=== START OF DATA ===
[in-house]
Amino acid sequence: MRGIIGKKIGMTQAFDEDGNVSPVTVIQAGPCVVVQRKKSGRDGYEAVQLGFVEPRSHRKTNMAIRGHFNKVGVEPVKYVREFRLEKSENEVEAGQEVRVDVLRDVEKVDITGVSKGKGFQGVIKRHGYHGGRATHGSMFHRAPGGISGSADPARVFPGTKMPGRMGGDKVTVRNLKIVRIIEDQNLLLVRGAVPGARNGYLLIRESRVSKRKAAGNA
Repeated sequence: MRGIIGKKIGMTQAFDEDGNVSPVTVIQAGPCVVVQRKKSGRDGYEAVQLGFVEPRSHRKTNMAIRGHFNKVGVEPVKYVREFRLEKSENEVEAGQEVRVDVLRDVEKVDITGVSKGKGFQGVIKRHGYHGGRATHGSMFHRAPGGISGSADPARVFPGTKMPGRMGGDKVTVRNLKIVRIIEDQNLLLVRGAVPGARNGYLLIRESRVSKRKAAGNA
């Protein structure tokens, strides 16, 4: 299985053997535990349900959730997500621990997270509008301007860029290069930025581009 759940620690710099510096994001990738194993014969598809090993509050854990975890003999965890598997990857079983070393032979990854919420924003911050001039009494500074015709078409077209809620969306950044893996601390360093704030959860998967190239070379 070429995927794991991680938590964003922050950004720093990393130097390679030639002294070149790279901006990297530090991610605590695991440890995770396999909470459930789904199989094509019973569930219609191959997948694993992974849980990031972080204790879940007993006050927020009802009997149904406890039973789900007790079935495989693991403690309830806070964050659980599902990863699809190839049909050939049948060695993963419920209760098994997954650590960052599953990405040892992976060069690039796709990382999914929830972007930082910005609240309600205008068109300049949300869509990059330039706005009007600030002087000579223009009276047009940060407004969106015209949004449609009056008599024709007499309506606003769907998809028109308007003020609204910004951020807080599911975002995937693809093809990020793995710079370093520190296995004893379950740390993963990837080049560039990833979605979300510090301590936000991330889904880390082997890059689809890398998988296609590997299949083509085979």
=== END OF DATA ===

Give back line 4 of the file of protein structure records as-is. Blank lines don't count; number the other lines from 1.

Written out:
């Protein structure tokens, strides 16, 4: 299985053997535990349900959730997500621990997270509008301007860029290069930025581009 759940620690710099510096994001990738194993014969598809090993509050854990975890003999965890598997990857079983070393032979990854919420924003911050001039009494500074015709078409077209809620969306950044893996601390360093704030959860998967190239070379 070429995927794991991680938590964003922050950004720093990393130097390679030639002294070149790279901006990297530090991610605590695991440890995770396999909470459930789904199989094509019973569930219609191959997948694993992974849980990031972080204790879940007993006050927020009802009997149904406890039973789900007790079935495989693991403690309830806070964050659980599902990863699809190839049909050939049948060695993963419920209760098994997954650590960052599953990405040892992976060069690039796709990382999914929830972007930082910005609240309600205008068109300049949300869509990059330039706005009007600030002087000579223009009276047009940060407004969106015209949004449609009056008599024709007499309506606003769907998809028109308007003020609204910004951020807080599911975002995937693809093809990020793995710079370093520190296995004893379950740390993963990837080049560039990833979605979300510090301590936000991330889904880390082997890059689809890398998988296609590997299949083509085979």